Be Careful in Your Choice of Tax Advisors /Returns

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Be Careful in Your Choice of Tax Advisors /Returns

On September 12th, the Treasury Inspector General for Tax Administration (TIGTA) released its annual report on IRScompliance trends. Individual income tax return examinations conducted by the US Internal Revenue Service decreased in 2013 for the third year in a row, falling to USD1.4 million or one for every 104 tax returns. Just over 80 per cent were done by correspondence, with only one of every 541 returns being examined in a face-to-face interview. This is to be expected given the ongoing staff and budget cuts but that’s not an opportunity to take them for granted.

The IRS are still pretty good at their jobs.

Every week, I hear from tax payers who often do not like what I have to say. Some are considering products or structures that appears too good to be true. My view remains the same – if something appears too good to be true, it typically is. Be very careful. Not that I am rushing to judgment but Gary Stern is the latest professional to become ensnared in the coils of the criminal justice system. The once prominent lawyer who represented NFL players, doctors, lawyers, and other professionals has been charged with tax fraud. Federal prosecutors allege that Stern organized, operated, and promoted elaborate and bogus tax schemes, primarily to help his wealthy clients evade federal income taxes. As if things couldn’t get any worse for Stern, he is still facing civil litigation involving famous football players, like former Bears quarterback Kyle Orton, Ray Lewis, and Terrell Owens for fraudulent tax schemes that engulfed these players as well.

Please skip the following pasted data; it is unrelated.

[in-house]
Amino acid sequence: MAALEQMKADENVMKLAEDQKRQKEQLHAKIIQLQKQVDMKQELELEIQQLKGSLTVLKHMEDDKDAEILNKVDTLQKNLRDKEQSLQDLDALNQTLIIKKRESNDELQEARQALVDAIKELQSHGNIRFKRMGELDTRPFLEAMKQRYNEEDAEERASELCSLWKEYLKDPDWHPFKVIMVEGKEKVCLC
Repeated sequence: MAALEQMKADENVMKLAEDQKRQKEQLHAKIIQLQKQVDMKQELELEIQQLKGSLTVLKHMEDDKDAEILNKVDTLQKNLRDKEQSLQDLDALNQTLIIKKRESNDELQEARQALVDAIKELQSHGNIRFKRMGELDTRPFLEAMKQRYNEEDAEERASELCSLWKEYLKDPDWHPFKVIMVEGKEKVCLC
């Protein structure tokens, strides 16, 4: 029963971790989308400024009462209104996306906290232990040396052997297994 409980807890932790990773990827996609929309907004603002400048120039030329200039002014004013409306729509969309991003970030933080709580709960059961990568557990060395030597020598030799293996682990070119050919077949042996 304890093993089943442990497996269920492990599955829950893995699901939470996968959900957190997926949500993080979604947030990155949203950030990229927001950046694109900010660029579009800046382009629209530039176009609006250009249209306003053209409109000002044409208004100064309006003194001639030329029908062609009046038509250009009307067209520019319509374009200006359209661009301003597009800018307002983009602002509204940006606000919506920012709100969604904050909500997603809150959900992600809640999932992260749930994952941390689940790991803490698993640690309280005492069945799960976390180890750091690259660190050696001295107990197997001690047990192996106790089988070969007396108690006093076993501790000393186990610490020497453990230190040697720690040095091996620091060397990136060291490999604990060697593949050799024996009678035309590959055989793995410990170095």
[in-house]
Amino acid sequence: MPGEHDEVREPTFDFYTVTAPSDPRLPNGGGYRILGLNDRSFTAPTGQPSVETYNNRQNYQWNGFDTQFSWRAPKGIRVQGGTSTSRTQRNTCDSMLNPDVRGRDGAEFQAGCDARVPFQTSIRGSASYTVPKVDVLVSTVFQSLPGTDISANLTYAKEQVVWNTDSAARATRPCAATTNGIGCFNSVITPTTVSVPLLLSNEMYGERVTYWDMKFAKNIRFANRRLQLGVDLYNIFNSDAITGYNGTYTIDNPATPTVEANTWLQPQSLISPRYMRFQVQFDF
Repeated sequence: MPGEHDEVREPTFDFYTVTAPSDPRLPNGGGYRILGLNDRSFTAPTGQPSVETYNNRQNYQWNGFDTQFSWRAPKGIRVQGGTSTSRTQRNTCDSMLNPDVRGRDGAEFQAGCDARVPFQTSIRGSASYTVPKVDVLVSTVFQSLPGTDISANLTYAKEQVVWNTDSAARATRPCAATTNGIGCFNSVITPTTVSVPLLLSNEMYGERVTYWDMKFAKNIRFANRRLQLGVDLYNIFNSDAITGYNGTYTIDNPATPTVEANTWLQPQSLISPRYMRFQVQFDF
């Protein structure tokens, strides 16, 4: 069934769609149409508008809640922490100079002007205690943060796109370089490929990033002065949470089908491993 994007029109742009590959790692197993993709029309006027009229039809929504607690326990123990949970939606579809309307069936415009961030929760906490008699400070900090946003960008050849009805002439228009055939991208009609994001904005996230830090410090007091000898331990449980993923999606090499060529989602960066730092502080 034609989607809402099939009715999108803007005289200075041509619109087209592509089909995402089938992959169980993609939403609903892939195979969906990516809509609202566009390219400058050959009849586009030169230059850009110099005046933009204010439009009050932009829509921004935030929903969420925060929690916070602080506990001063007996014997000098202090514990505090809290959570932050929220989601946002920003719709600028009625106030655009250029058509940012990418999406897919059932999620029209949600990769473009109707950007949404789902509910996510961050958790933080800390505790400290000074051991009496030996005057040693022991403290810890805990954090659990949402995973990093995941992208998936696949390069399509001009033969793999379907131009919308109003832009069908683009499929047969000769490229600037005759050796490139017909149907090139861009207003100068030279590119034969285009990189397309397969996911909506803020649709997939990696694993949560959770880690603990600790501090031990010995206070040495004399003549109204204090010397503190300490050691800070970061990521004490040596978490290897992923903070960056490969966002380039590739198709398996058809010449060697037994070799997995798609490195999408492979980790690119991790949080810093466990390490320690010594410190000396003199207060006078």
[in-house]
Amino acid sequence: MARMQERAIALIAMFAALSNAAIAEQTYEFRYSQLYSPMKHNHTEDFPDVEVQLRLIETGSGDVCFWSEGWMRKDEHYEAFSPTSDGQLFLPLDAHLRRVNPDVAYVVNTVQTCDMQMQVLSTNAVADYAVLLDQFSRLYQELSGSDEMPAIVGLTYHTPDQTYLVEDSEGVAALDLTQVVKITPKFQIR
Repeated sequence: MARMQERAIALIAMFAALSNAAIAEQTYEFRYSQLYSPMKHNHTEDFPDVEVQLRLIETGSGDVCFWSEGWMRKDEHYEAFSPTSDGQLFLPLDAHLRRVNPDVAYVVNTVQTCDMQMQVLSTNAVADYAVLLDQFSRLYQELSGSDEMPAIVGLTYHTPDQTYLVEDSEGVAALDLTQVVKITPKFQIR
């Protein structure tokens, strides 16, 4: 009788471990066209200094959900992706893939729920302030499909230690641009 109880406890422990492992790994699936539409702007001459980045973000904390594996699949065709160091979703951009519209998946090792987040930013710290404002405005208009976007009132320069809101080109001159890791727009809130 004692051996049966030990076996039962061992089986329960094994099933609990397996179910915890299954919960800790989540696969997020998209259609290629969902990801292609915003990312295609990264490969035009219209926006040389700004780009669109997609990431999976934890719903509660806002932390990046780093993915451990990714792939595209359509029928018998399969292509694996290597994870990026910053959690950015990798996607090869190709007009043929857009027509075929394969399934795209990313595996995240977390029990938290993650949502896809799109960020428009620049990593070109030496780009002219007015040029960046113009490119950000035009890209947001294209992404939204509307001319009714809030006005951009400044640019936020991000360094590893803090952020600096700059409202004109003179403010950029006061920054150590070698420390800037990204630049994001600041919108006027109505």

Aside from structures or products that appear too good to be true, there are those clients that either ignore professional advice or believe that they are able to do their own (particularly complex) tax work. In Wole Odujinrin v. IRS Commissioner the petitioner, a hematology oncologist who represented himself, did not have adequate substantiation to support his petition and was not entitled to claim a net operating loss. He was also liable for an accuracy-related penalty under IRC 6662. It appears that this petitioner showed up with little documentation in support of his claimed deductions and had inadequate evidence to show that he correctly assessed his 2009 tax liability. He testified that he relied on the advice of a tax practitioner but that person was not present to testify at trial nor provide an affidavit.

It is really unfortunate to say but the unregulated nature of the US tax practitioner community means that there are some scary characters out there. Anyone can claim to be a US tax professional. This profound lack of regulation brings with it an unbelievable amount of fallout.

All I can say is “caveat emptor” – or let the buyer beware. When your tax situation becomes too complex as is the case of many expat Americans, be sure to engage the services of someone both licensed and experienced with expat tax law. If you are given improper advice, you can establish a defense based off reliance on professional advice which is an excellent defense to use but available only when you rely on the advice of a competent tax professional under Sec. 1.6664-4(c)(1).

Basically any petitioner engaging this defense needs to establish that:
1. The tax practitioner relied upon was a competent tax professional;
2. The taxpayer made full disclosure to the tax practitioner of all relevant facts; AND
3. The tax advice received from the tax practitioner was reasonably reliable

Be careful out there guys…

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